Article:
which Tamar required, Moses afterward, as from God, commanded—the succession of
brothers into the barren bed. Some laws God spake to His Church long ere He wrote
them: while the author is certainly known, the voice and the finger of God are worthy of
III. IT WAS A DISHONOUR DONE TO HIS OWE BODY. Unchastity in general is a
homicidal waste of the generative powers, a demoniac bestiality, an outrage to ancestors,
to posterity, and to one’s own life. It is a crime against the image of God, and a
degradation below the animal. Onan’s offence, moreover, as committed in marriage, was
a most unnatural wickedness, a grievous wrong, and a desecration of the body as the
temple of God. It was a proof of the most defective development of what may be called
the consciousness of personality, and of personal dignity.
IV. IT WAS AGGRAVATED BY HIS POSITION IN THE COVENANT FAMILY. The
Messiah was to descend from the stock of Judah, and for aught he knew from himself.
This very Tamar is counted in the genealogy of Christ Mat_1:3). Herein he did despite to
the covenant promise. He rejected an honourable destiny. (T. H. Leale.)
Vain parents take little knowledge of God’s judgments in the death of one child when
they have others.
2. Special law for the marriage of the deceased brother’s wife by the brother was
given of God for special ends.
3. Seed was much desirable and is so in the Church of God; for which such laws were
4. Wicked creatures are selfish in duty, therefore unwilling to seek any good but their
5. Self-pollution, destruction of the seed of man, envy to brethren, are Onan’s horrid
6. Onans may be in the visible Church.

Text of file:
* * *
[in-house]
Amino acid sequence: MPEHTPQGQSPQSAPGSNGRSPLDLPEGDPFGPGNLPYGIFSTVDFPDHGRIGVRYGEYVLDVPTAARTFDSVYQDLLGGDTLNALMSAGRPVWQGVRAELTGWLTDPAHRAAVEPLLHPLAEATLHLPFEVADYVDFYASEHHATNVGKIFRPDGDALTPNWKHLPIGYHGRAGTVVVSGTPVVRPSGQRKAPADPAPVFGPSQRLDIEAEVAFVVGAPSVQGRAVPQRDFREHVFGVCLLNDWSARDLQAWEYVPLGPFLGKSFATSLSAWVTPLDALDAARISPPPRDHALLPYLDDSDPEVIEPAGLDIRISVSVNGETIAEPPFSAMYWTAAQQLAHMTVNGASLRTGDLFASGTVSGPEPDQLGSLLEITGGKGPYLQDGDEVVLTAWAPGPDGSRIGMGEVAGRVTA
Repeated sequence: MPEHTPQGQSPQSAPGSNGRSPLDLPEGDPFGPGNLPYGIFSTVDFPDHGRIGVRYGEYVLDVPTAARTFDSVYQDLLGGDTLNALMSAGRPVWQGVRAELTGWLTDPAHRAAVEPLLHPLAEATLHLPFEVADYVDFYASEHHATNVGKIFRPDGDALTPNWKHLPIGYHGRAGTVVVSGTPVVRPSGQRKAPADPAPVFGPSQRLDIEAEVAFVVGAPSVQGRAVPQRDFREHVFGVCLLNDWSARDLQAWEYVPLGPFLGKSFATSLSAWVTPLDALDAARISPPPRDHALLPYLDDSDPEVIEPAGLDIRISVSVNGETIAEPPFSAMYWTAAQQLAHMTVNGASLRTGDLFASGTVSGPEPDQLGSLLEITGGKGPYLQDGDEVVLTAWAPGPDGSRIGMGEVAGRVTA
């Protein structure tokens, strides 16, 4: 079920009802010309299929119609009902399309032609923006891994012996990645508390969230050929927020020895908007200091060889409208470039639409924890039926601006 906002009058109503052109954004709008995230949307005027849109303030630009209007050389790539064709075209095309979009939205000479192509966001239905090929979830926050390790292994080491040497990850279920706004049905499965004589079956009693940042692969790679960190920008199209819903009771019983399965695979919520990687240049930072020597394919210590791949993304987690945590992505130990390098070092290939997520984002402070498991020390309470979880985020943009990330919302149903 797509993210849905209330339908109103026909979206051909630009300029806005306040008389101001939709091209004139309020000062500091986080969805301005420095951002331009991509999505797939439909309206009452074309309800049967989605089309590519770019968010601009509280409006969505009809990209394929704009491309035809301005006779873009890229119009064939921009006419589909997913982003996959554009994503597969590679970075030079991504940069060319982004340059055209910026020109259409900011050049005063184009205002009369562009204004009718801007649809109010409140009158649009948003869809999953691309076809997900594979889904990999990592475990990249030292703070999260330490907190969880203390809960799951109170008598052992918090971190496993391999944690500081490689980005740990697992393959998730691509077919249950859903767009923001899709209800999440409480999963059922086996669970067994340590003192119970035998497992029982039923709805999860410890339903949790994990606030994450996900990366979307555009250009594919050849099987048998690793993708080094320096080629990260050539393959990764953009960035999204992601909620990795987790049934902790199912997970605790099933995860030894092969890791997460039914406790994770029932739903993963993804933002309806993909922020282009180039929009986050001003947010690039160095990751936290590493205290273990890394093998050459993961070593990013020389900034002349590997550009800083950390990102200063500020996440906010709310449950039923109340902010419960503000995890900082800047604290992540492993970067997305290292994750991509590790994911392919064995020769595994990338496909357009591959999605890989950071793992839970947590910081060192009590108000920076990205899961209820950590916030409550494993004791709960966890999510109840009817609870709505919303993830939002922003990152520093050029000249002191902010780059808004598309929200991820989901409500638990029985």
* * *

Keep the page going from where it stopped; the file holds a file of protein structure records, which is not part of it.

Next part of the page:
7. Such uncleanness is very grievous in God’s sight.
8. Exemplary death may be expected from God by such transgressors (Gen_38:10).
(G. Hughes, B. D.)
It must be borne in mind that the propagation of the family name formed one of the
most sacred wishes of the Israelites; that “excision” was looked upon as the most awful
indication of Divine wrath; and that polygamy itself was so long maintained, because it
offers a greater guarantee of offspring. The Hebrews were not a strictly practical people;
sentiment and indefinite aspirations had a large share in their religious views and social
institutions: at an early period embracing and fostering the hope of a Messianic time,
when all the nations of the earth would be united in love and the knowledge of God, they
are eminently capable of prizing the permanent existence of their families. The agrarian
character of the Mosaic constitution added power to this idea. Landed property was the
foundation of the political edifice, and equality its main pillar. Each family was identified
with a certain portion of the sacred soil; its extinction was, therefore, more strongly
apprehended by the individual, and was injurious to the prosperity of the state, as the
accumulation of wealth in the hands of individuals threatened to disturb the equality of
the citizens. It is, therefore, impossible to misunderstand the spirit and tendency of the
law concerning the marriage with the brother’s widow; it was neither dictated by the
desire of preventing the abandoned condition of the widow, or of counteracting some
other fancied abuse; its purport is distinctly expressed to have been to procure a
descendant to the brother (Gen_38:8); “that the name of the deceased be preserved